More Than Just A Green Carpet – The Science Behind Artificial Turf

by Jackie Edwards

Globally the artificial turf market is worth a staggering $2,060 million and it is growing at more than 6% per year. In the US and Canada artificial turf systems have had an oddly mixed past, cycling between periods of high popularity and, in some cases (such as in Vancouver), being outright banned. Modern artificial turf systems are far more complicated than you would ever imagine and while they don’t yet produce the smell of cut grass, they do mimic real turf in surprising ways.

The Bad Old Days

The original artificial turf systems seemed to be exactly what everyone needed. These instant lawns needed little upkeep, could be laid indoors and looked great. These were, in essence, simply green plastic carpets. The simplicity of them led to a boom in their use across the country but this boom proved to be a bubble. The original systems provided no real cushioning for those who impacted upon them causing a rise in sports injuries compared to real grass. In addition the plastic blades could be over 30 degrees hotter in the sun than grass. The bubble burst and many artificial turfs were ripped up and replaced with the real thing. Something had to change.

Starting From The Ground Up

Manufacturers realized that there was more to a lawn than just the grass itself. Artificial turf was often laid on top of concrete or tarmac because it needed stability to remain useful. Such a surface was unyielding and dangerous. Initial attempts were made to create subsurface structures that resembled soil. Crumbled rubber was good but it was still hot and did not allow for good drainage. Sand was great for drainage but it was abrasive and dangerous if it got in your eyes.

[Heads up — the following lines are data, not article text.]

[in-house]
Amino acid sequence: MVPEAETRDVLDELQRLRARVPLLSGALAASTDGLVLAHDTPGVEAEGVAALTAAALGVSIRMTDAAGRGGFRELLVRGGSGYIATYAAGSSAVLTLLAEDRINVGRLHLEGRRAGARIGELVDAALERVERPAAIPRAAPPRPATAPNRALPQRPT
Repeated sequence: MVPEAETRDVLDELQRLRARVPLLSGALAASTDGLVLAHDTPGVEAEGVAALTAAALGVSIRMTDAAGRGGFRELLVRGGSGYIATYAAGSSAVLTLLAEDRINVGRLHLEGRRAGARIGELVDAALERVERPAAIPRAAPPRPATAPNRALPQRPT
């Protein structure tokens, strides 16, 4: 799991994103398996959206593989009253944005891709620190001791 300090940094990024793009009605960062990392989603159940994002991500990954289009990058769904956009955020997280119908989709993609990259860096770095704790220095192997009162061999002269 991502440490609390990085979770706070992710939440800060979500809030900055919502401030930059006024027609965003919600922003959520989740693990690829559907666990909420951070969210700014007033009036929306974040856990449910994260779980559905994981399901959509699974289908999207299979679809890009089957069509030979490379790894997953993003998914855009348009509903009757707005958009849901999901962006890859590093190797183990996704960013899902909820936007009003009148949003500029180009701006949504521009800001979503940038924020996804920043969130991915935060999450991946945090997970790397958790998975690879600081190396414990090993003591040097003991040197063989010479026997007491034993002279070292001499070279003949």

Mixtures of both had some results but in the end the best systems proved to be a sand layer covered in a mixed rubber and sand one, with rubber crumbs on top. This too saw huge steps in recent years with new structures such as Hydrochill that can trap moisture and release it later when heated. This evaporation is exactly what happens in real soil and causes a cooling effect that reduces the difference between artificial and grass turfs.

Working On The Blades

Grass is a complicated plant and one that is often lacking the right level of appreciation. Grass blades have complicated shapes and surface structures that funnel water to their roots. A lawn is rarely shiny as grass wants to absorb as much light as it can. On top of all this because grass is a living thing it grows, often in a nonuniform way. A lawn is not a consistently flat surface like a crew cut but one with waves and layers. Older artificial turfs were brush like strands with total uniformity. The structures of these systems had no purpose beyond simply looking green and standing up. With a soil now in place it was time for the grass to follow.

Form And Function Collide

It is quite often the case that the best way to make something artificial appear natural is to look at the functions of the thing it is mimicking. Modern plastic grasses have to do a variety of different things: they shock absorb, funnel the rubber crumbs back to the sublayer, some absorb water and some are cooling systems. In order to carry out these roles the shapes and colors of the strands had to change. Instead of being flat some of the newer plastic blades have a profile that looks like a “W”. This shape allows water and heat to move through the system providing further cooling. The shape is dictated by the job, but the knock-on effect is that the blades look duller and have a texture that is more like grass. In order to catch and funnel the rubber crumbs back to the base the ends of the blades need to be frayed and varying in length; making it visually even more like the real thing.

Modern artificial turf systems are amazing structures that have increased in popularity because they can now absorb impacts, feel as cool as real grass and look almost identical to a lawn. Unfortunately it is possible that the cycle is turning against them again but this time it is not their fault. Despite numerous surveys showing that the new systems are safe and that they do not release dangerous chemicals in concentrations that come anywhere near dangerous levels, there are some who refuse to believe it. This time the concerns are not genuine problems but ignorant mistrust of science.  

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